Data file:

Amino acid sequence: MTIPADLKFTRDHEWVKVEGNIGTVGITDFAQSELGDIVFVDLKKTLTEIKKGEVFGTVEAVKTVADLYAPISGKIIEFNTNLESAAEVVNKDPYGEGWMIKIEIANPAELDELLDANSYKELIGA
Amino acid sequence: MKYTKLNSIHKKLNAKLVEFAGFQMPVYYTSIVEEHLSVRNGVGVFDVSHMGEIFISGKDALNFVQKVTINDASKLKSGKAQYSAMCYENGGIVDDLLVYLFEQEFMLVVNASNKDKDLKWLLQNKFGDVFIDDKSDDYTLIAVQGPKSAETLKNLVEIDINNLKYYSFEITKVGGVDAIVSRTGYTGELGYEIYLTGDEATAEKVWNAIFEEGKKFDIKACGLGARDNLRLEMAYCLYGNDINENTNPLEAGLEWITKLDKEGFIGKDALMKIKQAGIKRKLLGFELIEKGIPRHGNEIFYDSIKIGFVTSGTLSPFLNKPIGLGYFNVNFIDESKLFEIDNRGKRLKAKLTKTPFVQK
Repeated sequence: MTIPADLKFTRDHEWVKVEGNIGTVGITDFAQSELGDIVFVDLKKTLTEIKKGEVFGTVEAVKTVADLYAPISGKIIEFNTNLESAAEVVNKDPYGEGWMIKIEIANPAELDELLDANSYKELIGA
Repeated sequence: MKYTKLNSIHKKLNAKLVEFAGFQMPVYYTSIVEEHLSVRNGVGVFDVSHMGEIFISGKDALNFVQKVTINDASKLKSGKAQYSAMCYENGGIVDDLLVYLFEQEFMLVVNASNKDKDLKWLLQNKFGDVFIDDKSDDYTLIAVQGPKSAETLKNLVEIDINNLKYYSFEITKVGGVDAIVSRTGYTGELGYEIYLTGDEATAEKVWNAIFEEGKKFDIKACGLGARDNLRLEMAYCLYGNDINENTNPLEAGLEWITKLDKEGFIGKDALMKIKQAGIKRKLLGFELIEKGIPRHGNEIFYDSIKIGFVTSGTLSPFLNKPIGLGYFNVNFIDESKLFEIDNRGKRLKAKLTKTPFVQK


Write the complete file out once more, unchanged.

Amino acid sequence: MTIPADLKFTRDHEWVKVEGNIGTVGITDFAQSELGDIVFVDLKKTLTEIKKGEVFGTVEAVKTVADLYAPISGKIIEFNTNLESAAEVVNKDPYGEGWMIKIEIANPAELDELLDANSYKELIGA
Amino acid sequence: MKYTKLNSIHKKLNAKLVEFAGFQMPVYYTSIVEEHLSVRNGVGVFDVSHMGEIFISGKDALNFVQKVTINDASKLKSGKAQYSAMCYENGGIVDDLLVYLFEQEFMLVVNASNKDKDLKWLLQNKFGDVFIDDKSDDYTLIAVQGPKSAETLKNLVEIDINNLKYYSFEITKVGGVDAIVSRTGYTGELGYEIYLTGDEATAEKVWNAIFEEGKKFDIKACGLGARDNLRLEMAYCLYGNDINENTNPLEAGLEWITKLDKEGFIGKDALMKIKQAGIKRKLLGFELIEKGIPRHGNEIFYDSIKIGFVTSGTLSPFLNKPIGLGYFNVNFIDESKLFEIDNRGKRLKAKLTKTPFVQK
Repeated sequence: MTIPADLKFTRDHEWVKVEGNIGTVGITDFAQSELGDIVFVDLKKTLTEIKKGEVFGTVEAVKTVADLYAPISGKIIEFNTNLESAAEVVNKDPYGEGWMIKIEIANPAELDELLDANSYKELIGA
Repeated sequence: MKYTKLNSIHKKLNAKLVEFAGFQMPVYYTSIVEEHLSVRNGVGVFDVSHMGEIFISGKDALNFVQKVTINDASKLKSGKAQYSAMCYENGGIVDDLLVYLFEQEFMLVVNASNKDKDLKWLLQNKFGDVFIDDKSDDYTLIAVQGPKSAETLKNLVEIDINNLKYYSFEITKVGGVDAIVSRTGYTGELGYEIYLTGDEATAEKVWNAIFEEGKKFDIKACGLGARDNLRLEMAYCLYGNDINENTNPLEAGLEWITKLDKEGFIGKDALMKIKQAGIKRKLLGFELIEKGIPRHGNEIFYDSIKIGFVTSGTLSPFLNKPIGLGYFNVNFIDESKLFEIDNRGKRLKAKLTKTPFVQK